David's Point 18: "Wouldn't the exhumation of James L. Courtney not only clear up the family questions but also have a potential of benefiting both local and world history interest?"
This wasn't addressed to me but I'll answer it anyway. My answer, David, is that DNA tests have already been done but Mrs. Duke has rejected those findings. A forensic scientist who examined the results of the DNA tests stated "The data is a hundred or more times more consistent with "related" than "unrelated," establishing beyond any reasonable doubt that Jack Courtney, grandson of JLC, is related to Lee and Harold Haun, grandson and great- grandson of JLC's brother, Theodore Napolean. This will be covered in full in the DNA section.
Mrs. Duke has given us a quote from JLC's diary in which he is supposed to have said, "When stemm and tryst James L. Courtney is my heist." Mrs. Duke goes on to tell us that she thinks this was JLC's way of telling everyone that he had stolen the name James L. Courtney. Now I ask you, folks, if he really was Jesse James and really had stolen the Courtney name, would he have announced it so boldly?
Let's now look at his spelling. Cousin to him was "cosen," uncle was "unkle," Thursday was "Thirsday," wrote was "rote," where was "whare," health was "heth," weigh was "way," pretty was "pirty" -- he even misspelled his own middle name! Do you really think this man would be familiar with the words tryst, heist and especially stemm? Betty, please scan that particular page from the diary and post it on your web site. We'd love to see it.
I find it unusual that, for the last three years, Mrs. Duke and her supporters have been telling us about all the new compelling evidence that she has gathered. Where is it? Why is a three year old message, much of which has been refuted, now used as though it is all new? Could this have anything to with the fact that her new book is coming out soon?
Now, let's look at some of the claims in the 1998 book.
At the end of her book, on Page 203, Mrs. Duke lists 24 bits of evidence that she says prove her point. In point number 2 she says that James L. Courtney was not listed with the family on the 1850 census for Tennessee. This is correct, he is not listed. But then, as Linda Snyder of Gladstone, Missouri has pointed out, neither is his baby brother, Theodore Napolean, not yet a year old at the time the census was taken. Mrs. Duke has used the phrase "It is likely.." when discussing JLC's height - she says that since Jesse's mother was tall, it is likely that Jesse was tall, also. JLC was well over six feet tall. So now I feel free to say that It Is Likely that when the 1850 census was taken in Tennessee, JLC and Theodore were staying with a relative or neighbor because their sister Harriet had a contagious illness. Anyone who has done the most elementary genealogical research knows better than to rely on census records as proof of anything; the census is full of errors. JLC is with his parents in the 1860 census for Missouri, age 14. But Mrs. Duke says that this really wasn't JLC, this was Jesse, using an alias, sent there by his mother for safekeeping because of the turmoil of pre-Civil War disturbance. Now I ask you folks, would Zerelda, a staunch Confederate supporter, send her son into the home of devoted northerners? Why would a twelve year old need an alias? And why would she send her son but keep her younger daughters at home? Why would she send him to Johnson County when there was just as much turmoil there as there was in Clay County. And last but not least, the twelve year old Jesse is on the Clay County census, living with his mother and stepfather, Reuben Samuels.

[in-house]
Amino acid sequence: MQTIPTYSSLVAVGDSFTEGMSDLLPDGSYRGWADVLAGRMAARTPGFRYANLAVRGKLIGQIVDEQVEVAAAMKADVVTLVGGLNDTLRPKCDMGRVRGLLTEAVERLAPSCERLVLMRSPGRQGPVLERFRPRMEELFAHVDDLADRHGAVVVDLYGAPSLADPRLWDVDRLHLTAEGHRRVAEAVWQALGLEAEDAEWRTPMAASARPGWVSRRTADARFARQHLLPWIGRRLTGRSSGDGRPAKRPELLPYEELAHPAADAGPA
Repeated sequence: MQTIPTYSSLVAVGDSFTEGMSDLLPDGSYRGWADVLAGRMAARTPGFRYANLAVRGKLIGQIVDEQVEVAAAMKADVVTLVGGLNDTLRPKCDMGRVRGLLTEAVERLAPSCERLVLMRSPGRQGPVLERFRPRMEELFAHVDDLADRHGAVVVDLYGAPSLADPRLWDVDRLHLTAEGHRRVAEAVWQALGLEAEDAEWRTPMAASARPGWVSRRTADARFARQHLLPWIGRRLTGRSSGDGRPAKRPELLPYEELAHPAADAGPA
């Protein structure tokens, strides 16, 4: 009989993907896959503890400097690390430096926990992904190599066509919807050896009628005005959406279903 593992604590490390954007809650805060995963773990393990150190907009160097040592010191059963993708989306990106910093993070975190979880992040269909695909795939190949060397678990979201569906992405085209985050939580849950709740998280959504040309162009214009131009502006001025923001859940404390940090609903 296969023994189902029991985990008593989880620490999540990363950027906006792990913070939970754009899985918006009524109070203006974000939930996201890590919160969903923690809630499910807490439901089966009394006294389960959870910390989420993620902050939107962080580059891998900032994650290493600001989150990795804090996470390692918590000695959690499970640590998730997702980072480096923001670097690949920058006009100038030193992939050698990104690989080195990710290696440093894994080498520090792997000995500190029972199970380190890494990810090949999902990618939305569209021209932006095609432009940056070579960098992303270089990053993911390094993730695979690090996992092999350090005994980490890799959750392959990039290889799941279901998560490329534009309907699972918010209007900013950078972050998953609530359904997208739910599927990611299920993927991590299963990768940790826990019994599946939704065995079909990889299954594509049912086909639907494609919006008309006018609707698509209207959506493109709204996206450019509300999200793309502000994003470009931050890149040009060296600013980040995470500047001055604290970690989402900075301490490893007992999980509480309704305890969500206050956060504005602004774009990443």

Point Number 3. A signature of "J James" was written by my grandfather in his diary. This will be answered in the Documentation section.
Point number 9. His wealth - No other farmer in that area made that much money off of 160 acres of land. This will be answered in the Just The Facts section.
Point number l0. He came from the same area in Missouri that Jesse James did. And this proves ...what? Several thousand people came from that area.
Point number 11. My great-great-grandmother was missing an arm in the exact location that Zerelda was. This will be answered in the Photographs section.
Point number 15. Grandpa was the same age as Jesse James. And this proves ...what? How many male preteens were in the state?
Point number 16. Grandpa was in many of the locations Jesse James was reported to have been. So were thousands of other veterans and homesteaders.
Point number 19. Bill Wilkerson, a known James Gang member, is mentioned in Grandpa's diary. This also will be addressed in Just The Facts.
Point number 20. James Wilkerson, a known James Gang member, is listed in a federal census record as living in the household of Stephen and Dianah Courtney aka Andrew Jackson and Dianah Haun. See this census record in Documentation.